Study Supports Association Of Alcohol And Diabetes
Subjects in a cohort in Sweden, some of whom had been exposed to a community intervention program to prevent diabetes, were evaluated 8-10 years after baseline for the presence of diabetes mellitus or impaired glucose metabolism (“pre-diabetes”) in relation to a baseline report of alcohol consumption. Approximately 2,000 men and 3,000 women had a normal glucose tolerance test at baseline; of these 105 men and 57 women developed type II diabetes. Of subjects with pre-diabetes at baseline, 175 men and 98 women progressed to diabetes. The authors report that total alcohol consumption and binge drinking increased the risk of pre-diabetes and diabetes in men, while low consumption decreased diabetes risk in women. However, the authors did not discuss the findings in their cohort that in essentially all comparisons, the highest risk of diabetes or pre-diabetes was among non drinkers.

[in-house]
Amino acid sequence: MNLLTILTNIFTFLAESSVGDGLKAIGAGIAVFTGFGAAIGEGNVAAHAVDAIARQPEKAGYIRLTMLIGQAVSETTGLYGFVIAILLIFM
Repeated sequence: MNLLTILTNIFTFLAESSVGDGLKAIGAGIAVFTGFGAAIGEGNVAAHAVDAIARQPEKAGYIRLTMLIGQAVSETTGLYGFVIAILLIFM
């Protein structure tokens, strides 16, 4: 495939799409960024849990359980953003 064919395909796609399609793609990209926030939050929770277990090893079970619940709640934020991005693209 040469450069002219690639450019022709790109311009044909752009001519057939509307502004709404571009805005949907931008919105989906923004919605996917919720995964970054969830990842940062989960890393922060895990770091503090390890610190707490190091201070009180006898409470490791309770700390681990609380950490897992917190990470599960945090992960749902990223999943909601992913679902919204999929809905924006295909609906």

Forum reviewers had some concerns about the study. For example, the study included some subjects who had been exposed to an intervention trial to prevent diabetes, yet no information is given on potential effects of the intervention. It was not a population-based group. Also, the sample was “enriched” with subjects who had a positive family history of diabetes, which may make it more difficult to judge the effects of environmental factors. Ex-drinkers and never drinkers were included in the abstainer group.
It appears that the authors focused only on the “statistically significant” results rather than commenting on the overall pattern of association (lower risk of developing diabetes for moderate drinkers than for abstainers and heavier drinkers). Further, the number of subjects in many of the sub-groups was very small, making it difficult to define specific cut-points for effects of alcohol on risk.
Nevertheless, reviewers considered that, overall, these analyses support the usual findings from previous research of a “U-shaped curve” for alcohol and diabetes for both men and women. There appears to be a reduction in risk with moderate alcohol intake and possibly an increased risk for heavier drinking.
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